The 25,000 acres of planted vineyards have over 70% registered as Chianti Classico (17,500 acres). The annual production of 265,000 hL finds the biggest buyer in the US (27%) with the domestic market being next at 24%. Surprisingly Germany is the third largest consumer with 12% of the production being absorbed by the generally price-conscious market. Canada (8%), Switzerland (7%) and UK (7%) are also fans of Chianti Classico.

Click For Large ViewChianti Classico is an independent appellation since 1996 and has 9 sub-zones (see map) that one might find a mention of, on the label. Each has its own terroir specific wine and thus offers unique flavours- San Casciano Val di Pesa, Greve in Chianti, Tavarnelle Val di Pesa, Poggibonsi, Castellina in Chianti, Radda in Chianti, Gaiole in Chianti and Castelnuovo Berardenga at the southern boundary.

Another addition this year has been the presence and tasting of Chianti Classico DOP Olive Oil. The region has been making small quantity of excellent but expensive olive oil- around 150,000 liters have been harvested in 2010, according to an estimate by the Consortium-Consorzio Olio DOP Chianti Classico. About 36% of production is exported to Europe while the rest of the world including Brazil and China imports around 24%, the balance being consumed in the domestic market, presumably within Tuscany. For more info contact the Consorzio directly .

The purpose of the Collection is not necessarily to discover and brand the best wines, but to showcase the new vintages so the comparisons with previous years are in order and enough buzz is created in the industry overseas. I found the 2009 vintage light on the feet but very dexterous. The wines were generally seductively perfumed and elegant. One hopes they maintain their elegance and slight feminineness.

The 2008 were generally quite drinkable now-some had slight rough edges as might be expected. The 2007s were well rounded and ready to drink. However, matching with food, I found the flavours clashing with pasta and the chicken dishes in the light lunch. Melanzano-the Tuscan dish made from Aubergines (brinjals/eggplant) was a perfect pair. Even potato salad with ham was a great accompaniment as was the ever-popular Parmigiano Reggiano cheese. Riservas from 2009 and 2008 are still very young but a majority of 2007 are ready to drink with 2006 showed mostly well rounded wines, a majority of which were serious food wines that would show off better in the company of properly matched food.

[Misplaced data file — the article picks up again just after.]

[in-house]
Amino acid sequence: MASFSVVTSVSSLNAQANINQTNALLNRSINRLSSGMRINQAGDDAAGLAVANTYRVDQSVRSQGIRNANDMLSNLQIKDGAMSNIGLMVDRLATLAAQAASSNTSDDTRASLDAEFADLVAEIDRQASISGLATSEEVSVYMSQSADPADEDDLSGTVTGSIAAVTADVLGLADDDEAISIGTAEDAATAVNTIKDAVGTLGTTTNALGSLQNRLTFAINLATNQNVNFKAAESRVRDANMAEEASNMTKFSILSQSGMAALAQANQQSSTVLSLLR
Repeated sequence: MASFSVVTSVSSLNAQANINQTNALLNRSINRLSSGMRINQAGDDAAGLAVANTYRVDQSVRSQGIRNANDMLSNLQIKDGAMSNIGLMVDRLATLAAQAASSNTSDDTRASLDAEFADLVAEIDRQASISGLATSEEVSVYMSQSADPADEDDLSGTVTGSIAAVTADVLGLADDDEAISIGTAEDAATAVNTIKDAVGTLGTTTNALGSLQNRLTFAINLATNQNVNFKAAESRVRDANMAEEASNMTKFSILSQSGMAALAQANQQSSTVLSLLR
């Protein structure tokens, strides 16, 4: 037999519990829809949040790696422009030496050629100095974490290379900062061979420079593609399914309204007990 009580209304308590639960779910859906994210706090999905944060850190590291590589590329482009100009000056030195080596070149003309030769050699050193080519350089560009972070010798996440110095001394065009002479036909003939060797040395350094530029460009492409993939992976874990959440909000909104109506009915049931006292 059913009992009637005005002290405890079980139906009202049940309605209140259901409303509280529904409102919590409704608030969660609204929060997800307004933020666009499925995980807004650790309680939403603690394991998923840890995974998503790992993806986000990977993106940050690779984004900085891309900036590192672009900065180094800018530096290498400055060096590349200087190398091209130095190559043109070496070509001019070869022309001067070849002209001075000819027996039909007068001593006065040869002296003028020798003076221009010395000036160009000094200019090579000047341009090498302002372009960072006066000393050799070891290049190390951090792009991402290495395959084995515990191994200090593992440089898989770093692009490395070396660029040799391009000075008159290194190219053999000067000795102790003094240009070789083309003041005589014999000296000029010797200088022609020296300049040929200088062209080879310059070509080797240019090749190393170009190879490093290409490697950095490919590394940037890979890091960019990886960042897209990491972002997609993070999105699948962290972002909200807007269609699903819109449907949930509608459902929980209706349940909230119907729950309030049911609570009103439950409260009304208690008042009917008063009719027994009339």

The Chianti Classico producers are cautiously upbeat and feel that the worst is behind them with the 2010 sales recording 21% increase over the disastrous 2009. The increase accelerated in the second half of 2010, with a growth of 37% compared to the same period in the previous year; the lift off was an astounding 55% during the last quarter of 2010, making all producers quite optimistic from this year on.

Following are some of the wines tasted,   that were outstanding. This may not reflect all the wines offered- it would be difficult for anyone to taste all the  293 wines in a day (with the 2010 barrel samples and the IGT wines, there are over 400 wines to taste!). Ask any of the 350 bottler members of the Consorzio (with a total of 570 members) and he will agree that being selective is the key to events like this:

1. Badia a Coltibuono 2009  
2. Isole  e Olena 2009 
3. Querciabella 2009  
4. Barone Ricasoli- Colledilá 2008
5. Castello di Albola 2008 
6. Fonterutoli 2008   
7. Brancaia 2008      
8. Castello do Volpaia 2008
9. Principe Corsini 2008
10. San Felice 2008
11.. Castello di Ama-Bellavista 2007 
12. Castello di Ama-Casuccia 2007
13. Pruneto 2007   
14. Bibbiano- Capannino 2008 Ris.
15. Felsina Rancia 2008 Ris.  
16. Le Fonti 2008 Ris.  
17. Castellare di Castellina 2008 Ris. 
18. Castello di Qureceto  2007 Ris  
19. Fontodi-Vigna al Sorbo 2007 Ris.
20. Val delle Corti 2007 Ris.  

Subhash Arora
Florence, February 16, 2011